Southern Trees

 

On September 21, 2011, two men were executed by Southern courts.  A Black man, convicted of shooting and killing a White police officer, was executed in Georgia.  A White man, convicted of dragging a Black man to death behind a pickup truck, was executed in Texas.

Southern trees bear a strange fruit

In a powerful parallel ignored by the media, these executions, representing the culmination of legal cases on opposite ends of the racial divide, took place within hours of each other, even though the crimes themselves occurred almost a decade apart.

The current media cycle has focused a large amount of attention on the case of Troy Davis, the Black man convicted of killing police officer Mark MacPhail in Savannah, Georgia on August 19, 1989.  Such attention has been generated because seven of the prosecution’s original witnesses, who claimed to see Mr. Davis shoot Officer MacPhail during a dispute, recanted their stories.  Several of them went so far as to say that they were coerced by the police to bear witness.  Given the reasonable doubt generated by their recantations, Americans took to the streets of Georgia to protest Davis’ impending execution.  When all appeals to stave off the execution failed, Americans stood by helplessly and mourned what appeared, to them at least, to be a gross misapplication of justice.  On September 21, 2011, Americans could only hope that justice was served without prejudice.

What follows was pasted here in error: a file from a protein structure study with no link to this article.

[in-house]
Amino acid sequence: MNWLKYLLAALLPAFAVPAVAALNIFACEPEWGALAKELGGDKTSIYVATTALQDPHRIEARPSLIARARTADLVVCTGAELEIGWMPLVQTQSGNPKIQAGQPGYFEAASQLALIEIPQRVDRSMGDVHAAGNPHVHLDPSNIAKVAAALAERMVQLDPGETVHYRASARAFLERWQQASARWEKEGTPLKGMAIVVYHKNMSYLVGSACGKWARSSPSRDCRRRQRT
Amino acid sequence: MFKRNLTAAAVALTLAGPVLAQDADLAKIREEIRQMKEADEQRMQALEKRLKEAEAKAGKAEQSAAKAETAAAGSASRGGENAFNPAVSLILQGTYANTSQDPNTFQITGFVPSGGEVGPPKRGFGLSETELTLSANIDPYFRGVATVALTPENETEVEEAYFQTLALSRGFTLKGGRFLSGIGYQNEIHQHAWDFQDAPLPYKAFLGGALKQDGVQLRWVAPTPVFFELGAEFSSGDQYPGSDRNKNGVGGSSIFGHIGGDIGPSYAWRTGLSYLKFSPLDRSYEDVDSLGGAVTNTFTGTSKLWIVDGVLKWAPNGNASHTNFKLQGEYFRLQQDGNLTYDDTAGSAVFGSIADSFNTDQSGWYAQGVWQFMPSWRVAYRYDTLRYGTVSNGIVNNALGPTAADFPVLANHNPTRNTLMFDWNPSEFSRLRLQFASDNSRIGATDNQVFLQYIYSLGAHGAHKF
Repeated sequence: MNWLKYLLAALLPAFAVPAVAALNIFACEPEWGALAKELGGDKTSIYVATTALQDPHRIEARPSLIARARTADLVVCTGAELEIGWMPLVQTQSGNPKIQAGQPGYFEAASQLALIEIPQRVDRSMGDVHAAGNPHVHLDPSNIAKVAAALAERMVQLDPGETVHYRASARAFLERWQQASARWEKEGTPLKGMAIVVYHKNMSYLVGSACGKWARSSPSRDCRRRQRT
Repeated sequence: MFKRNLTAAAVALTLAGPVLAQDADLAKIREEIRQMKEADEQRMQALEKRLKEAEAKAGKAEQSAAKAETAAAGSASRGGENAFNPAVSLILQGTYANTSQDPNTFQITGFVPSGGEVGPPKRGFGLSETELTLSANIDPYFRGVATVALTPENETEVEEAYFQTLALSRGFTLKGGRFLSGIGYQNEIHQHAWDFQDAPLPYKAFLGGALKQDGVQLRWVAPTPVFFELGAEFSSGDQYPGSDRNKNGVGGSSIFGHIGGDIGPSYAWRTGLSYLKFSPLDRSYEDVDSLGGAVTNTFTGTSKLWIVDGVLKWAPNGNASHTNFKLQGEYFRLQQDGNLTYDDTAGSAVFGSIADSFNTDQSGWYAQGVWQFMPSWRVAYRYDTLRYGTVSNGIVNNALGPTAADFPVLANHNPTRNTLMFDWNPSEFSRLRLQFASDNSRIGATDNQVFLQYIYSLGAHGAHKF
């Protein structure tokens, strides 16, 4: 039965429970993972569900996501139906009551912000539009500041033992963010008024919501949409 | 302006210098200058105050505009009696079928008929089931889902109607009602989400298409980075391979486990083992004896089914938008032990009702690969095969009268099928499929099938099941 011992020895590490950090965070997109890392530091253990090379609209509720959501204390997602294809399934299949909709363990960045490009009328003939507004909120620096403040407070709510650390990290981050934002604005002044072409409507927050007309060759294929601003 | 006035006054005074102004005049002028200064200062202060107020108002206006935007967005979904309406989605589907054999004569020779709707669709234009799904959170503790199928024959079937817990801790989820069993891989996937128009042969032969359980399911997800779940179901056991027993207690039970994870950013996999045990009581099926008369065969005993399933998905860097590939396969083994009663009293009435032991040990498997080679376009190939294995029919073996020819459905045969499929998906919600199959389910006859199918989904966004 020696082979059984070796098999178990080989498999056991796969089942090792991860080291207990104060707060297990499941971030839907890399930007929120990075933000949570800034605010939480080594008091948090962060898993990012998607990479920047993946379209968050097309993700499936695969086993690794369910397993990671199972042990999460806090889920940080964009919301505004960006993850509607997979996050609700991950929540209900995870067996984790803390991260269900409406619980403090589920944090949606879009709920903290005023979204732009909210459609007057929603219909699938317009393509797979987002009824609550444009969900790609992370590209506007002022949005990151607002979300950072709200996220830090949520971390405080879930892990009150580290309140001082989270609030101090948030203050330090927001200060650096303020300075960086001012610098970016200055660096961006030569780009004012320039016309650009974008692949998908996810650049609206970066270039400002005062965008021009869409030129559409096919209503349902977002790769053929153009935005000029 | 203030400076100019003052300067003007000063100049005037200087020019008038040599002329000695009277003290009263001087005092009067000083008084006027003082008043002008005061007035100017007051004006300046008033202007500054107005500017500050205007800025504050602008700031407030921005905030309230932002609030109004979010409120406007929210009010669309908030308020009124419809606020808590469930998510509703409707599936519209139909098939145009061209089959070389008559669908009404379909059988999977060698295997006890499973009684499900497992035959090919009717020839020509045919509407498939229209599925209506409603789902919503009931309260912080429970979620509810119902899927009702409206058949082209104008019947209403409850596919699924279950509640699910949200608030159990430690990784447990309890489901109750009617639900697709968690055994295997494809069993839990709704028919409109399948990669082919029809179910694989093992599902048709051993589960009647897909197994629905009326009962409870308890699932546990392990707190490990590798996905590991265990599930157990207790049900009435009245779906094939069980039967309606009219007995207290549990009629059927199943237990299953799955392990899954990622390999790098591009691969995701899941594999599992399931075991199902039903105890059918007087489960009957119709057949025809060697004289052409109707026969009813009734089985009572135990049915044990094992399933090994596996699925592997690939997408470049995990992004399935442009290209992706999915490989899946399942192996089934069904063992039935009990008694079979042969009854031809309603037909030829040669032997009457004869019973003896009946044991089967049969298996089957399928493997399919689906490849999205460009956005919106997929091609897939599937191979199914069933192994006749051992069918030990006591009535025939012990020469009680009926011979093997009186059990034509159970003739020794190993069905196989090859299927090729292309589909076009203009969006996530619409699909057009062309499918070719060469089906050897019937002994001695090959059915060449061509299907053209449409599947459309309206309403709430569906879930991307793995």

Read more about it here.

On every social media outlet I have access to, I have become a witness to the American anger  that is overflowing the levees of jurisprudence.  When I read the statement: “Don’t be surprised if you see a lot of ATTITUDE on the plantation tomorrow,” I was saddened at this acute summation of centuries of American strife.

Meanwhile, without any media fanfare, Lawrence Brewer was executed in Texas on the same day.  Brewer, a known White supremacist, was convicted along with two other men of dragging James Byrd to his death on June 7, 1998.  On that day in Jasper, Texas, Brewer, along with his accomplices, beat Mr. Byrd with bats and other objects, chained him by the ankles to the back of a pickup truck, and dragged him for over two miles on an asphalt road.  Mr. Byrd was killed when his body hit the edge of a culvert, severing his right arm and head.  The motive?  James Byrd was Black.  After dumping Mr. Byrd’s body in front of an African-American cemetery, the men testified that they went to a barbeque immediately afterwards.

Get the details here.

Blood on the leaves, and blood at the root.

 

On June 26, 2011, just a few months before these executions, a Black man, James Anderson, was killed in Jackson, Mississippi when two White teenagers beat him in a parking lot, then deliberately ran him over in a pickup truck.  Hinds County District Attorney Robert Shuler Smith stated that Dedmon and John Aaron Rice, both 18, rejoiced after the attack.  According to Smith, both alleged assailants celebrated afterwards, with Dedmon allegedly calling a friend and announcing: “I just ran that nigger over.”